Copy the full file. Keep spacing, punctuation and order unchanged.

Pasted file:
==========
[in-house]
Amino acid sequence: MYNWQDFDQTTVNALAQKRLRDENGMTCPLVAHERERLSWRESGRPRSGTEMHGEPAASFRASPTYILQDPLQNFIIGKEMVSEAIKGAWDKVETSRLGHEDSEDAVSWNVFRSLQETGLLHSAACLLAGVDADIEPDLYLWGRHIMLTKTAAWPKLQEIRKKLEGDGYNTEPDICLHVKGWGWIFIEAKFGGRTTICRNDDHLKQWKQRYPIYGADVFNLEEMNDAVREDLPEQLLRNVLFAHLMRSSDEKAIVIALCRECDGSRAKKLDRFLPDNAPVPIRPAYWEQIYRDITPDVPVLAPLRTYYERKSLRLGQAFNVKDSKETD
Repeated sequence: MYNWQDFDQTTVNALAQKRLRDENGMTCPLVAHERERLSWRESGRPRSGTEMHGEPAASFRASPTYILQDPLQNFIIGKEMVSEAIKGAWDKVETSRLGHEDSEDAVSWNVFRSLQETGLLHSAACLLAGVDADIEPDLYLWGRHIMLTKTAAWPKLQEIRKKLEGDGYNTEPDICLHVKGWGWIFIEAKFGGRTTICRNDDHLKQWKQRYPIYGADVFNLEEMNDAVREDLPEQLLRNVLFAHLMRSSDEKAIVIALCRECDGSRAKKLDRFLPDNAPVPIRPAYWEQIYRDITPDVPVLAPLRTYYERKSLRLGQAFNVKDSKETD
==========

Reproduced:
[in-house]
Amino acid sequence: MYNWQDFDQTTVNALAQKRLRDENGMTCPLVAHERERLSWRESGRPRSGTEMHGEPAASFRASPTYILQDPLQNFIIGKEMVSEAIKGAWDKVETSRLGHEDSEDAVSWNVFRSLQETGLLHSAACLLAGVDADIEPDLYLWGRHIMLTKTAAWPKLQEIRKKLEGDGYNTEPDICLHVKGWGWIFIEAKFGGRTTICRNDDHLKQWKQRYPIYGADVFNLEEMNDAVREDLPEQLLRNVLFAHLMRSSDEKAIVIALCRECDGSRAKKLDRFLPDNAPVPIRPAYWEQIYRDITPDVPVLAPLRTYYERKSLRLGQAFNVKDSKETD
Repeated sequence: MYNWQDFDQTTVNALAQKRLRDENGMTCPLVAHERERLSWRESGRPRSGTEMHGEPAASFRASPTYILQDPLQNFIIGKEMVSEAIKGAWDKVETSRLGHEDSEDAVSWNVFRSLQETGLLHSAACLLAGVDADIEPDLYLWGRHIMLTKTAAWPKLQEIRKKLEGDGYNTEPDICLHVKGWGWIFIEAKFGGRTTICRNDDHLKQWKQRYPIYGADVFNLEEMNDAVREDLPEQLLRNVLFAHLMRSSDEKAIVIALCRECDGSRAKKLDRFLPDNAPVPIRPAYWEQIYRDITPDVPVLAPLRTYYERKSLRLGQAFNVKDSKETD